Wedding Reception Seating: The Long and the Round of It
A couple of weeks ago we discussed how to choose a food service style for your reception. Once you’ve decided whether you want the food plated or served buffet-style, you can move on to envisioning how your guests will be seated to enjoy the menu you are planning for them. The tables that you choose for your wedding reception — rectangular, square, round, or a combination — can help define your venue as well as facilitate communication among guests.
Three factors should influence your decision on the type of tables to use: the size of the venue, the tabletop design you envision, and the level of interaction you want your guests to have.
1. Venue Size
If your guest list is pushing the bounds of your venue’s capacity, round tables allow you to use the space most efficiently. That said, resist the urge to use tables that seat more than 12 guests so that you don’t lose the feeling of intimacy and the ability to converse.
If you are working with more than ample space, rectangular tables (also known as “banquet” tables) arranged in an interesting configuration or linked together into one or two dramatically-long feasting tables are perfect. Alternatively, when space isn’t an issue, you can combine rectangular with square or round tables for variety and visual interest.
2. Tabletop Design
As a rule of thumb, you should allot two feet per person at the table. This translates to up to ten people at a 60-inch round, four people per side at an eight-foot long table, or two people per side at a square table. While these guidelines work for most, if you have your heart set on a large charger or if you are having a formal service with multiple pieces of flatware, your tabletop could start to feel crowded. Remember that guests won’t appreciate elaborate décor on the tables if it comes at the expense of their comfort.
If you are looking to keep centerpieces simple for aesthetic or budget reasons and don’t want the table to feel underdressed, rectangular tables can be an asset. The standard width is 30 inches (though it is easy to rent 36-, 42-, and 48-inch-wide rectangular tables) and once the places are set there is usually a scant six-inch swath running down the table center. With a few artfully placed bud vases and candles, you’re done.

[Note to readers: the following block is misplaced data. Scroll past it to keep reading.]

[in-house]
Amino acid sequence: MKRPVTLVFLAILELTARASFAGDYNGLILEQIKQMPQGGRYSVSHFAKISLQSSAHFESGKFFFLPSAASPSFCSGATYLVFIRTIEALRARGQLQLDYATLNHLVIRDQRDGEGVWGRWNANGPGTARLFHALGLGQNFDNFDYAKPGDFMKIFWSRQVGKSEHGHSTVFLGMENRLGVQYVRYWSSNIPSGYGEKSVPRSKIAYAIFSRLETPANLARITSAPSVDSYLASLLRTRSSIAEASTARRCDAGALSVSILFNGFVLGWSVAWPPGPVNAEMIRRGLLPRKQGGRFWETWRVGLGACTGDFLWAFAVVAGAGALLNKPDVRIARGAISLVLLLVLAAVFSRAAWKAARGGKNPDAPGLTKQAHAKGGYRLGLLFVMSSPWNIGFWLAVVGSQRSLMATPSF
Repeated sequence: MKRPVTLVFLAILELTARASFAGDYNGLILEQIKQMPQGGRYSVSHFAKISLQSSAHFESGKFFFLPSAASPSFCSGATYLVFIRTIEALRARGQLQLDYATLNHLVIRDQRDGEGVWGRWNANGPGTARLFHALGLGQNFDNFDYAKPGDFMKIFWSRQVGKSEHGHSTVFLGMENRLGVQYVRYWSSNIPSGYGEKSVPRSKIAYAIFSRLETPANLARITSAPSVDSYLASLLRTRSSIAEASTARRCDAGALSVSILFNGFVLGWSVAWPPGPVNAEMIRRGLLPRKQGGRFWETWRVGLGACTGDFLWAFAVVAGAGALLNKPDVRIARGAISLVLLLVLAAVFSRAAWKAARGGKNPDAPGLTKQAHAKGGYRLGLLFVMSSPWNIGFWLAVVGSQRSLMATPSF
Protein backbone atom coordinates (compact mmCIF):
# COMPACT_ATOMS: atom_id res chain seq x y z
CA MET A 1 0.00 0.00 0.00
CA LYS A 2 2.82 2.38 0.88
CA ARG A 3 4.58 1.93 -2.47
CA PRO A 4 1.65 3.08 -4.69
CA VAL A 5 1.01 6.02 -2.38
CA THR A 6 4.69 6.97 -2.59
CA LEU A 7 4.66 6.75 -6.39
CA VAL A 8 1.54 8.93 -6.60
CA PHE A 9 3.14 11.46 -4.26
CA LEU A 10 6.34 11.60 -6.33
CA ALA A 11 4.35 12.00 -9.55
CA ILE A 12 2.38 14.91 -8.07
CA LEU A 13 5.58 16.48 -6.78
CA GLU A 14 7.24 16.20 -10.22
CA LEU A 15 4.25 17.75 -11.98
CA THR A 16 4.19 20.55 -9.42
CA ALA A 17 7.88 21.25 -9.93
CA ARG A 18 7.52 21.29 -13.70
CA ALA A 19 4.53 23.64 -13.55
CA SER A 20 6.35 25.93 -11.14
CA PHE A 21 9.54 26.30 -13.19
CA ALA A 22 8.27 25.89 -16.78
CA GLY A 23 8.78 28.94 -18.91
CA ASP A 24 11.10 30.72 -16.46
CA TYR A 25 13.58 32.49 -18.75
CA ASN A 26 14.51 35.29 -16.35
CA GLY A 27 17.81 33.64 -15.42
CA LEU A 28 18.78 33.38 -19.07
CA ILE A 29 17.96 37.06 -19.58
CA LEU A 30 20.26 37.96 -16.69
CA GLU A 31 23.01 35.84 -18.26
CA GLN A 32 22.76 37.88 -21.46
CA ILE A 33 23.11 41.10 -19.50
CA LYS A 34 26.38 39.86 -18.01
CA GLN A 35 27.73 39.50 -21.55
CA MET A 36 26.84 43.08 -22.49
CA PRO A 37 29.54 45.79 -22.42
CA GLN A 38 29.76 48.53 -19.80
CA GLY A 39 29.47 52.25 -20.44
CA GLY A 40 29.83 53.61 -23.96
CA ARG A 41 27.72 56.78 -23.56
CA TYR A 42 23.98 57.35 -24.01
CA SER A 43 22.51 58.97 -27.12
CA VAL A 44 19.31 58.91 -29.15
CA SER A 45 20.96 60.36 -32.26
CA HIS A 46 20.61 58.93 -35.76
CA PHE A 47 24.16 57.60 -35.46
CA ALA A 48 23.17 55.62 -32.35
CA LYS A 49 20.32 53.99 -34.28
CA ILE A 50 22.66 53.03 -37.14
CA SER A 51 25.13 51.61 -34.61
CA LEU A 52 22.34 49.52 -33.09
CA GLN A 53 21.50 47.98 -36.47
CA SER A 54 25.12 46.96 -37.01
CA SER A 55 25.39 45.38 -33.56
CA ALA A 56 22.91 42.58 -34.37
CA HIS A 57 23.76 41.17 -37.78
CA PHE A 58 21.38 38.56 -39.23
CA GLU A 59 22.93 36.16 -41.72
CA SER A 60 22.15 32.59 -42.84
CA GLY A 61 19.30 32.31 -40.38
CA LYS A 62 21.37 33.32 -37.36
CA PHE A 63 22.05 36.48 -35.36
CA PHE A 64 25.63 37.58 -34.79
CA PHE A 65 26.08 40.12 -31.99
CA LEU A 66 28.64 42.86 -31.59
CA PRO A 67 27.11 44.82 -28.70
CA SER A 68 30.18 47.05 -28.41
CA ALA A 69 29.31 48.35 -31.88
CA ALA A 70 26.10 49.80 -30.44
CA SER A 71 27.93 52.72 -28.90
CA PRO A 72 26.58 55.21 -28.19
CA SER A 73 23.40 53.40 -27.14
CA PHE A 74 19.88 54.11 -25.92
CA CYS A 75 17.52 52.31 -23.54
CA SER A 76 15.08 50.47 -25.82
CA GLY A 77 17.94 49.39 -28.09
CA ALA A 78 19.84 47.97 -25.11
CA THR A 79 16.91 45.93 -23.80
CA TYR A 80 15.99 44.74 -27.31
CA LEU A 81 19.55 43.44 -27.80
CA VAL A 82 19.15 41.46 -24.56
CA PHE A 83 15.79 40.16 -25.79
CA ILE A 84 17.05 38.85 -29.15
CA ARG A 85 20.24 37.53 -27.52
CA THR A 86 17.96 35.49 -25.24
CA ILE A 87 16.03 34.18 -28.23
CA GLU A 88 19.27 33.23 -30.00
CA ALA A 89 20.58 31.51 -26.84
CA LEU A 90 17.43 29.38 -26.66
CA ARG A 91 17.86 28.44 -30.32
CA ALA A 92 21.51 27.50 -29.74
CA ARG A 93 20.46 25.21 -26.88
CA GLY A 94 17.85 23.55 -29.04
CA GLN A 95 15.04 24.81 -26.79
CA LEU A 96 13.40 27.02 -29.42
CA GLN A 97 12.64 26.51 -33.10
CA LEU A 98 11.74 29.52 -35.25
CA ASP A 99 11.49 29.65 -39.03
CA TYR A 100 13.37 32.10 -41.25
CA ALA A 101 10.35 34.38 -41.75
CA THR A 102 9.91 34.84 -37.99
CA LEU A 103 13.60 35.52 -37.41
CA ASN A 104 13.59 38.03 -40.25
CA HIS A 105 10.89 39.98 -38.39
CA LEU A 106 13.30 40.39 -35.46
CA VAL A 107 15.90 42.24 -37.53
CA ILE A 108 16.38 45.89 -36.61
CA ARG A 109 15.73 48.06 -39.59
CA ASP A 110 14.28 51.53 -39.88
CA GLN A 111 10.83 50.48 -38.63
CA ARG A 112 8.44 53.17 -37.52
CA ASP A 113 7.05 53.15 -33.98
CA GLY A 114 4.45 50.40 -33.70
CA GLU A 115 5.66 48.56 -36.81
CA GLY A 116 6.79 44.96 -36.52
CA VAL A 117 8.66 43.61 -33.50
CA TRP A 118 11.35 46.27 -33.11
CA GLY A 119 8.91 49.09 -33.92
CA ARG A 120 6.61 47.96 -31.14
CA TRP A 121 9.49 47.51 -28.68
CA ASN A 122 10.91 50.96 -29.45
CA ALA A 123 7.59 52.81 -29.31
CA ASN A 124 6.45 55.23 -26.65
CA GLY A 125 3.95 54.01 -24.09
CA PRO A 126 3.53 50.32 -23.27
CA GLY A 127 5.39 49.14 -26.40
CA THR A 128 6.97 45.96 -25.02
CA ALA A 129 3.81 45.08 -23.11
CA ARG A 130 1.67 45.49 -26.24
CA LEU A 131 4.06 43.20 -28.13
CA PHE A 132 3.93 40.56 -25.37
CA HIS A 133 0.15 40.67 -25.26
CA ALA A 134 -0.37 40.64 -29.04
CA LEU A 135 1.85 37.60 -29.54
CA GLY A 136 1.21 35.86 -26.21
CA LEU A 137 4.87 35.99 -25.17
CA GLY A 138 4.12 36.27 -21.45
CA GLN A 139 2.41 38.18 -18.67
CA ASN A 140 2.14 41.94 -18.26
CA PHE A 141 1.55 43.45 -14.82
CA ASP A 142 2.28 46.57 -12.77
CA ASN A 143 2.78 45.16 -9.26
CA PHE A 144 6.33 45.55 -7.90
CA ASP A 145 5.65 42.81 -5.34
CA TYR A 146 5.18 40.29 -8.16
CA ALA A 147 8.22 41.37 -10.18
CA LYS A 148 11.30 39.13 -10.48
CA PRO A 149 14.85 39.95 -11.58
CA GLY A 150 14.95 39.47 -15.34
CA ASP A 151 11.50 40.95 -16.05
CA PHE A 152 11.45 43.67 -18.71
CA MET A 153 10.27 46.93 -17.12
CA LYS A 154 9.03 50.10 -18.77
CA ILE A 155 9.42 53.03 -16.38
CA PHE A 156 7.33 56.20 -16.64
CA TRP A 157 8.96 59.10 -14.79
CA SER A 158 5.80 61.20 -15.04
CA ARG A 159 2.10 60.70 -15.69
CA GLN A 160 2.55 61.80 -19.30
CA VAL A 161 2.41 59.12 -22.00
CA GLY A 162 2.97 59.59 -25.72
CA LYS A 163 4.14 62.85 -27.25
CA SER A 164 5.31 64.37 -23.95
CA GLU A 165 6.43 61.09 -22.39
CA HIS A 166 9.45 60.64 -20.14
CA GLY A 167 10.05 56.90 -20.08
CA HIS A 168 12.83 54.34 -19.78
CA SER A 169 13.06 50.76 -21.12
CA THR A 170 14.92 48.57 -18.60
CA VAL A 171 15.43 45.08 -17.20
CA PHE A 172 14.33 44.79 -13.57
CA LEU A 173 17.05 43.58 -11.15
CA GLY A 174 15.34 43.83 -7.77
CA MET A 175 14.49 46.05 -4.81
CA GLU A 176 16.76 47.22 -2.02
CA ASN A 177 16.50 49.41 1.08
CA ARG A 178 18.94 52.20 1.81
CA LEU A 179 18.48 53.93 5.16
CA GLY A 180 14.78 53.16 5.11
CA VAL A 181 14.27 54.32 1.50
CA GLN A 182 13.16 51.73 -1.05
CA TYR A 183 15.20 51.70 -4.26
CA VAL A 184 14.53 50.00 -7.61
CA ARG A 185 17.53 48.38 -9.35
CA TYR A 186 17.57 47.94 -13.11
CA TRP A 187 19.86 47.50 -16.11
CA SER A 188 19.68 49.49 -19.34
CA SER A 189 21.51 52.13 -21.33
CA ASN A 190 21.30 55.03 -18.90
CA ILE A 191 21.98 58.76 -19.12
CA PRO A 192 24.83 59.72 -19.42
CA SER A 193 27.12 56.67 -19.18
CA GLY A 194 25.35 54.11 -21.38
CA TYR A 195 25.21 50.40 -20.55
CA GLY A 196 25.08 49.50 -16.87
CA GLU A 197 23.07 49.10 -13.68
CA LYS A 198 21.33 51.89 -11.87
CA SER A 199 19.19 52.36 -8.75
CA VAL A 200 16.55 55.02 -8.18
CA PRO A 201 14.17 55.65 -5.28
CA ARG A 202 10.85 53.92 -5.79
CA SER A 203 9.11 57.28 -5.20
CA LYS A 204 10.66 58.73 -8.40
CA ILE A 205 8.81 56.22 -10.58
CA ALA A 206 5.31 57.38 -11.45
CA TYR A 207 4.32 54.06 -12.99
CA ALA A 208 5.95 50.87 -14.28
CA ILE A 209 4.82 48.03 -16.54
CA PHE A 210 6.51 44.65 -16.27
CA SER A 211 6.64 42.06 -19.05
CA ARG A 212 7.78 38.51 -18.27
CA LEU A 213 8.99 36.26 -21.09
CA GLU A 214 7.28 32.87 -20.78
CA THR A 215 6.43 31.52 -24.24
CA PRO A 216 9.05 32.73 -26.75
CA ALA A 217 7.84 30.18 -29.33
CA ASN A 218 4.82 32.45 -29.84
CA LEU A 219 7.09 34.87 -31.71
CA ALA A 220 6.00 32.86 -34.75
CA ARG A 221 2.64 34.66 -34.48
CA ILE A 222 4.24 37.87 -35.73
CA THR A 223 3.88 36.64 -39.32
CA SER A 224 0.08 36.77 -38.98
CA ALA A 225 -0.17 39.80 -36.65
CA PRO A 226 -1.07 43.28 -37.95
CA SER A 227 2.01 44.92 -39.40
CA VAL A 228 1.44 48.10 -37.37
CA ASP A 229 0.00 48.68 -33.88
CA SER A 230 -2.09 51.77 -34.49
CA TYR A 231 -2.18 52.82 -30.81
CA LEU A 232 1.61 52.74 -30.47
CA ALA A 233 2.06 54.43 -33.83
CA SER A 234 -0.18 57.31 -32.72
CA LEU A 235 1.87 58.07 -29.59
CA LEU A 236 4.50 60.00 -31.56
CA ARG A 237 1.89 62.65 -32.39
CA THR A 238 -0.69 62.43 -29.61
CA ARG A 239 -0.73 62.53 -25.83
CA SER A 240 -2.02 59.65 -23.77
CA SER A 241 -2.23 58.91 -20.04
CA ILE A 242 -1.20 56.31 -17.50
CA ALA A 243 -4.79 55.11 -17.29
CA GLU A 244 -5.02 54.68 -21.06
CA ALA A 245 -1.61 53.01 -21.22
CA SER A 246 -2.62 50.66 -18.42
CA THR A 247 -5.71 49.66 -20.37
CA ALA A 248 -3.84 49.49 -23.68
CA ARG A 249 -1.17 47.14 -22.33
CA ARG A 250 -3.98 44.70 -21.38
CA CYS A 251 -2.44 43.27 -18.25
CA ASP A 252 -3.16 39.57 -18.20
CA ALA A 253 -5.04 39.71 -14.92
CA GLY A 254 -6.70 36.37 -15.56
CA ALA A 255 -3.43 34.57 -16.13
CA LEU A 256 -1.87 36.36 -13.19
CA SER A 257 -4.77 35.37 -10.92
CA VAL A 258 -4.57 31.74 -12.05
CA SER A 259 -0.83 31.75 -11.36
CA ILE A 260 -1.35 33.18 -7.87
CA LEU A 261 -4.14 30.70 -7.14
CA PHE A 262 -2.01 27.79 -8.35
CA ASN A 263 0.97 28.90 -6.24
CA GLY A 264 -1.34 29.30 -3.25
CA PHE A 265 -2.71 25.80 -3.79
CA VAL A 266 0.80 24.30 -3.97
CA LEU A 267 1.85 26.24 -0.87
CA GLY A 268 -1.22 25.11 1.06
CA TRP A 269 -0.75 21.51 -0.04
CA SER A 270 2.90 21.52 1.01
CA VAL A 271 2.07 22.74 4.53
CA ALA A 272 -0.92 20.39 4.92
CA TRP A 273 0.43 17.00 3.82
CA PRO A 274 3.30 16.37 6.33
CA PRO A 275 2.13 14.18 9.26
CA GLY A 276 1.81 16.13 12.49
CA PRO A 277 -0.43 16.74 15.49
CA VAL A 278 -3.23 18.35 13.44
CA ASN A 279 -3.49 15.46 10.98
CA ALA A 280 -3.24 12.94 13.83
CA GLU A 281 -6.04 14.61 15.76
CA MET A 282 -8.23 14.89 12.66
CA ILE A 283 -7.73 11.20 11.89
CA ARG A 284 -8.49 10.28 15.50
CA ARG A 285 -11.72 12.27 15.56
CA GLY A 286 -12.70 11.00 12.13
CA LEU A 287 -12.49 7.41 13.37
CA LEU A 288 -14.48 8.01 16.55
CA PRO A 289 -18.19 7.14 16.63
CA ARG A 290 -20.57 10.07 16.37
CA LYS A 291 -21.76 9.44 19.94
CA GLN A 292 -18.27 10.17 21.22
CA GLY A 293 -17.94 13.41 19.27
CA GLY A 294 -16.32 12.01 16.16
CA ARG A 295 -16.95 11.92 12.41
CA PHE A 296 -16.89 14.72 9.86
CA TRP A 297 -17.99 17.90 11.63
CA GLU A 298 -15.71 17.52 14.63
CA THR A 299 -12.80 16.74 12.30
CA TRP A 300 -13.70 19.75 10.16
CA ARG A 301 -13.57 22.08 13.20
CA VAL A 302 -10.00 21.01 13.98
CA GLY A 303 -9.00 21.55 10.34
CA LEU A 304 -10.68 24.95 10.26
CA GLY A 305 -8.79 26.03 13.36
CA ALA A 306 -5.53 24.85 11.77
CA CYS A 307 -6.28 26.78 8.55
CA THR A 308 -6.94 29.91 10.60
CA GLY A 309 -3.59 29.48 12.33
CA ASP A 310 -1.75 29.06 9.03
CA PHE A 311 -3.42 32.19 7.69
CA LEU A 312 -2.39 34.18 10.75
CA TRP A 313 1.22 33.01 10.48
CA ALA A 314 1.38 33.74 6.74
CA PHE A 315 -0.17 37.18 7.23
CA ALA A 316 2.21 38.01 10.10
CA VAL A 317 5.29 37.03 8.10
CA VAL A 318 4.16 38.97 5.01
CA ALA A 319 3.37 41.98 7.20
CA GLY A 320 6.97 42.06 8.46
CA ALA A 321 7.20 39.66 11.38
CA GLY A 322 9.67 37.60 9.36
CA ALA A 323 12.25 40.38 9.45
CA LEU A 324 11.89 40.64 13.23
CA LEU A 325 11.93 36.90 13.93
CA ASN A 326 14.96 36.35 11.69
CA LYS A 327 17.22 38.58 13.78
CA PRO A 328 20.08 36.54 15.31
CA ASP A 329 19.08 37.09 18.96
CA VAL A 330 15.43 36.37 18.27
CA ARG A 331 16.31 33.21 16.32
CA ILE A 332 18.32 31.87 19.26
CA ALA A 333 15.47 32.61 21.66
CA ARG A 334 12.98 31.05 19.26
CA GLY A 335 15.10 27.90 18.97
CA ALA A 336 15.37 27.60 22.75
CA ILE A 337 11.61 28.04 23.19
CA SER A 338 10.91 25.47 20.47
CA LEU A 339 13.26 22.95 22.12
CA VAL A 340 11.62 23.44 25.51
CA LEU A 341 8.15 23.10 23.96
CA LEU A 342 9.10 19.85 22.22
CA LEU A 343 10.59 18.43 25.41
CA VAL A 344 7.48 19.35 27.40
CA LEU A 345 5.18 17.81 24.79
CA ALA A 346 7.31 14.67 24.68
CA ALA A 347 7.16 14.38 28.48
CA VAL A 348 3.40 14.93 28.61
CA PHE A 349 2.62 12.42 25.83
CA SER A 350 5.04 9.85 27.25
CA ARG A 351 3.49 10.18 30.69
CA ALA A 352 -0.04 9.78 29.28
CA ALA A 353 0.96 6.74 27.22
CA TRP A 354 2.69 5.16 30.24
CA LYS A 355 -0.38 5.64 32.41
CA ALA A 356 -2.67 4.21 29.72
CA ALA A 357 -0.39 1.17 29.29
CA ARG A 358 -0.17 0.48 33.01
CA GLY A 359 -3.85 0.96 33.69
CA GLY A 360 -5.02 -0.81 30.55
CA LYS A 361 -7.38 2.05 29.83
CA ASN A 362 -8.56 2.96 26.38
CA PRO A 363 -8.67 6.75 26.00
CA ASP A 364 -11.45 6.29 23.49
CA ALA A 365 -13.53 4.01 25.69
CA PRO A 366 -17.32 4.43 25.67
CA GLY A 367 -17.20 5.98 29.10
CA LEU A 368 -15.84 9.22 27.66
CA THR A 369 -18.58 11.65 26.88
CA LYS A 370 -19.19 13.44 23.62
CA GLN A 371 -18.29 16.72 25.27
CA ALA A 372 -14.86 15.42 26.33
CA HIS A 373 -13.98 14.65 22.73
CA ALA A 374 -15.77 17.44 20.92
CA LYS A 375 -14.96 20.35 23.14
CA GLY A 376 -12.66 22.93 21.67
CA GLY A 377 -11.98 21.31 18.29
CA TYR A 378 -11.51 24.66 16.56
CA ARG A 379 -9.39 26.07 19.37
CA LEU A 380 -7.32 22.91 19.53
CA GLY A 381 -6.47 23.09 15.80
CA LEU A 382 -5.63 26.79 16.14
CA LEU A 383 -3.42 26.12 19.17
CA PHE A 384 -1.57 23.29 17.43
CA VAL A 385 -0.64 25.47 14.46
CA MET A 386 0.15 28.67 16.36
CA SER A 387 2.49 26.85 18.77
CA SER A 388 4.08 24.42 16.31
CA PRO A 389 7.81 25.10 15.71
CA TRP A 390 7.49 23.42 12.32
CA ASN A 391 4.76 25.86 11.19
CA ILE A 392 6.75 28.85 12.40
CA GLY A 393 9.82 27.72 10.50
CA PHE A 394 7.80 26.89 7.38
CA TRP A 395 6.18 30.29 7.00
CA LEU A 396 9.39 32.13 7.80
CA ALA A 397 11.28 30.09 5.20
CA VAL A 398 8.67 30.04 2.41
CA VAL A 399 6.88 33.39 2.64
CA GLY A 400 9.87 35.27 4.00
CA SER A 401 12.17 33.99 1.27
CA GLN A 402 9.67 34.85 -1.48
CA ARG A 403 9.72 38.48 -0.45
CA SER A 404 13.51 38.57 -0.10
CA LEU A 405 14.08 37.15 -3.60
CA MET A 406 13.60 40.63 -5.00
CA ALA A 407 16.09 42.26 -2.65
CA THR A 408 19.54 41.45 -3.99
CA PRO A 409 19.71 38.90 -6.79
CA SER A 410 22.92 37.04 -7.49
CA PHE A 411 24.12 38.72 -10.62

3. Guest Interaction
The prevailing wisdom is that guests are able to speak to the most people when seated at a rectangular table. The idea being that you can speak to both your neighbors, the guest immediately across the table, and that person’s neighbors as well. Assuming that the tabletop décor does not limit your guest’s ability to see across the table, this set up really is conducive to conversation. But if round tables are really the better choice for your venue or design, you don’t have to sacrifice conviviality. Consider doing smaller rounds that seat six to eight guests.
And one final note, don’t limit yourself to orderly rows of tables, whatever their shape. Some ideas for mixing it up include:
• Rectangular tables arranged in a subtly undulating pattern. This is particularly stunning in an outdoor setting such as a grove of trees.
• Alternating square and round tables for a modern, geometric effect. Great in loft spaces.
• Setting tables in a specific shape. I’ve done rectangular tables in an “H” configuration for a couple whose last name began with “H.” For a Valentine’s Day wedding, a large round table in the center with four diagonals of rectangular tables emanating from it is a whimsical play on the XO of kisses and hugs.
I’ll be back in a couple of weeks with advice on how to choose and work with a caterer.